Lone House Remains at Admiral’s Row as Site Is Prepped for Construction of Wegmans Grocery

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    It’s been a long time coming, and it may be a bit longer of a wait for the development of the Admiral’s Row site at the Brooklyn Navy Yard.

    A recent visit showed that all but one of the 10 historic houses on the six-acre site at Flushing Avenue and Navy Street have been demolished to prepare for construction of a Wegmans grocery store, parking lot, and other retail and light manufacturing.

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    Work is proceeding on what appears to be a retaining wall of concrete running parallel to Flushing Avenue, but we could see no sign of a foundation being dug for the stores. Nor could we see any sign of the Timber Shed, the only other historic building that will be retained, from our vantage point behind the fence separating the Navy Yard from Flushing Avenue.

    Visible on the concrete is a sign for Ulma Megalite, makers of modular systems for forming walls and columns in construction.

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    Developer Steiner NYC filed plans for the complex in 2016 with a projected opening date of 2017 for Wegmans. Later in 2016, a spokesperson for the Navy Yard said Wegmans would open in 2018.

    Six months ago, Wegmans posted a help-wanted ad that said the store would open in “mid-late 2019,” according to a Business Insider report at the time.

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    View from Quarters D in 1912. Photo via National Archives

    Originally constructed between the 1860s and 1901, the houses of Admiral’s Row served as residences for officers of the Brooklyn Navy Yard. The Navy Yard closed in 1966 and the houses were vacated in the 1970s — and then they languished for decades, abandoned and decaying. Ownership of the site was finally transferred from the federal government to the Brooklyn Navy Yard Development Corporation in 2012.

    Plans for redevelopment of the site took some twists and turns, going through three changes in developers.

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    Rendering via S9 Architecture

    While the residences were listed on the National Register in 2014 as part of the Brooklyn Navy Yard Historic District, they were not designated as New York City Landmarks. Preservation efforts to save more of the structures ultimately failed and demolition began in the summer of 2016.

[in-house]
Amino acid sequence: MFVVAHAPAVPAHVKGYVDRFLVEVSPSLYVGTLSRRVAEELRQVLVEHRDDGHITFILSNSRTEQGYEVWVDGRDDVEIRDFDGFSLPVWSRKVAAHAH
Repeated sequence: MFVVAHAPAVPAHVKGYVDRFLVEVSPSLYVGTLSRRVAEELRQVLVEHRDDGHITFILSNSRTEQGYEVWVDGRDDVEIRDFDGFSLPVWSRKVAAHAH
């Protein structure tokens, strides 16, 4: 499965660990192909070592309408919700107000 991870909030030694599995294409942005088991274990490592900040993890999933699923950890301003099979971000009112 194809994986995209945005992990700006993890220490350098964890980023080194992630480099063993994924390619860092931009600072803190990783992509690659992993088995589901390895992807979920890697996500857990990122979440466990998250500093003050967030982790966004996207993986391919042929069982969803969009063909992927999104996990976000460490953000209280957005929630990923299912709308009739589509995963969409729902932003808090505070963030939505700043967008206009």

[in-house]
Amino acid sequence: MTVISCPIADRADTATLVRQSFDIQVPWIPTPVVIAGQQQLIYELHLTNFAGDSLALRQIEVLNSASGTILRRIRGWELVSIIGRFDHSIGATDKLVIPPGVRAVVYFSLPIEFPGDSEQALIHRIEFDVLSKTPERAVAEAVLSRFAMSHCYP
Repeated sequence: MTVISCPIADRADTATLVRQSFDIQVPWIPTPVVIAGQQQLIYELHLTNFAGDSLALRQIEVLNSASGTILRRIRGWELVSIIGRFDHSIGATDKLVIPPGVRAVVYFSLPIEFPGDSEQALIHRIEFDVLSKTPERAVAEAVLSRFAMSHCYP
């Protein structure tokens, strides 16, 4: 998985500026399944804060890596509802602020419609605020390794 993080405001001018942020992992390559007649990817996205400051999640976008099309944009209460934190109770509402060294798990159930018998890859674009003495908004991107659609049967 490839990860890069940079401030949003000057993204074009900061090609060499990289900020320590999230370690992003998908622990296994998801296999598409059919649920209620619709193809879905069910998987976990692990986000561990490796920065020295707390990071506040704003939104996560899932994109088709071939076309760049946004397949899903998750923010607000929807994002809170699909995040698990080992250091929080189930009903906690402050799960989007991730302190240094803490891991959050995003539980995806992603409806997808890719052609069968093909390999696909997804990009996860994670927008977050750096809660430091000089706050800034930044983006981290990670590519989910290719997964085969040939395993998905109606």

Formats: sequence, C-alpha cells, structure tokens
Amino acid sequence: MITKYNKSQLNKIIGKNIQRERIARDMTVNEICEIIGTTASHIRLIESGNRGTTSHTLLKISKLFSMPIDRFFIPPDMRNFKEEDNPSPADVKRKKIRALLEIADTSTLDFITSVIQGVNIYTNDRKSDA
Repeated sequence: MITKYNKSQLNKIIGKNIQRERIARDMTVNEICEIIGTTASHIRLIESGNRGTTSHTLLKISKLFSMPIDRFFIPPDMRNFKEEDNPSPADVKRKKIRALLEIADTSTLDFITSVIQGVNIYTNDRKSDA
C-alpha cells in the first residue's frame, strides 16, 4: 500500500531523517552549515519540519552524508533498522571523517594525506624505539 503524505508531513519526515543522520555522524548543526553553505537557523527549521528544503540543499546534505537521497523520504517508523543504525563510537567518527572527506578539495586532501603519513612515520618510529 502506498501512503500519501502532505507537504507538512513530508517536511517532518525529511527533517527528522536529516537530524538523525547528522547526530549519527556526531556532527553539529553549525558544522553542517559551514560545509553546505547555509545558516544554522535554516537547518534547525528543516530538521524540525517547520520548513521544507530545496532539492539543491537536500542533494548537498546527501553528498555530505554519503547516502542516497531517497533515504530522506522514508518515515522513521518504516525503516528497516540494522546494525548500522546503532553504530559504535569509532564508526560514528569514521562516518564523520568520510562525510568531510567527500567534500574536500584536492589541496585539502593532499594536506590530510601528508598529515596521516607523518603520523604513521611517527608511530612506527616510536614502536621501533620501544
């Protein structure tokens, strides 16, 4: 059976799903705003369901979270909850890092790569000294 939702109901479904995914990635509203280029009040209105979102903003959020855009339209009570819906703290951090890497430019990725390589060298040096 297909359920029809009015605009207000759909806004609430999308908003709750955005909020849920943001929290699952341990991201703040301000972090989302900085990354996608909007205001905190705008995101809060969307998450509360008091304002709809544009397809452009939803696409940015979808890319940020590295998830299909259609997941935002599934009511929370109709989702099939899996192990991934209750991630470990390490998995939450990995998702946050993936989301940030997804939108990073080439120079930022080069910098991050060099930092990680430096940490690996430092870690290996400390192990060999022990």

While nine historic houses were demolished along with nine post-1950s structures, development plans call for the retention of two historic structures. The house left standing and currently shrouded in scaffolding is Quarters B, constructed in 1872.

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    The largest of the houses in the complex, it was the residence for the Captain of the Yard, according to the National Register nomination report. Also included in the redevelopment plans is the restoration of the Timber Shed, constructed circa 1841.

    The 74,000 square foot Wegmans store will be one of the largest groceries in Brooklyn, providing much needed food access to the surrounding community. When announcing the new store in a 2015 press release, the retailer predicted an initial hire of 450 people, 150 of those for full-time jobs. They also committed to “maximize local hiring.”

    A map showing Admiral's Row before demolition. Image via ACRIS

    A map showing Admiral’s Row before demolition. Image via ACRIS

    Real estate developer Steiner NYC also developed Steiner Studios, a movie-making complex and the Navy Yard’s biggest tenant. Steiner will have 96-year lease from the Navy Yard.

    The architect for the project is S9 Architecture, also behind the adaptive reuse of Empire Stores in Dumbo. The engineer on that project, Robert Silman Associates Structural Engineers, is also on the team for the Admiral’s Row site.

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    [Photos by Susan De Vries]

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